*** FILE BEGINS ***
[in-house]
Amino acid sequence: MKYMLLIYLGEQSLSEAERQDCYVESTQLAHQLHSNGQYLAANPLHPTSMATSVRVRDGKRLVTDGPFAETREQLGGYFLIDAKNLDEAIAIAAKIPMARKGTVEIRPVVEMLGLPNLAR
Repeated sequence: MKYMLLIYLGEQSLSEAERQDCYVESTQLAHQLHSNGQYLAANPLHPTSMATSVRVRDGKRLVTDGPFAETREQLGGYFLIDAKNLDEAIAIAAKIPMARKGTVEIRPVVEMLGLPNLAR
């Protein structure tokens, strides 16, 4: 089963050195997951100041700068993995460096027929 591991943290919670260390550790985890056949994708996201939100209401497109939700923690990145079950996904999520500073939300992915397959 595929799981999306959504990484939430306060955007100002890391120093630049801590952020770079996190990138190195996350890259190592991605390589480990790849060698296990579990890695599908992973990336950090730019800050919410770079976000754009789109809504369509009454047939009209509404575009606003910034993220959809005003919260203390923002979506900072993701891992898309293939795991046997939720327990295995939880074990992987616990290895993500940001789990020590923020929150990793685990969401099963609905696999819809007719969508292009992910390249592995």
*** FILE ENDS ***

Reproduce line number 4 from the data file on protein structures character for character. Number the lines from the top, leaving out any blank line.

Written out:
């Protein structure tokens, strides 16, 4: 089963050195997951100041700068993995460096027929 591991943290919670260390550790985890056949994708996201939100209401497109939700923690990145079950996904999520500073939300992915397959 595929799981999306959504990484939430306060955007100002890391120093630049801590952020770079996190990138190195996350890259190592991605390589480990790849060698296990579990890695599908992973990336950090730019800050919410770079976000754009789109809504369509009454047939009209509404575009606003910034993220959809005003919260203390923002979506900072993701891992898309293939795991046997939720327990295995939880074990992987616990290895993500940001789990020590923020929150990793685990969401099963609905696999819809007719969508292009992910390249592995």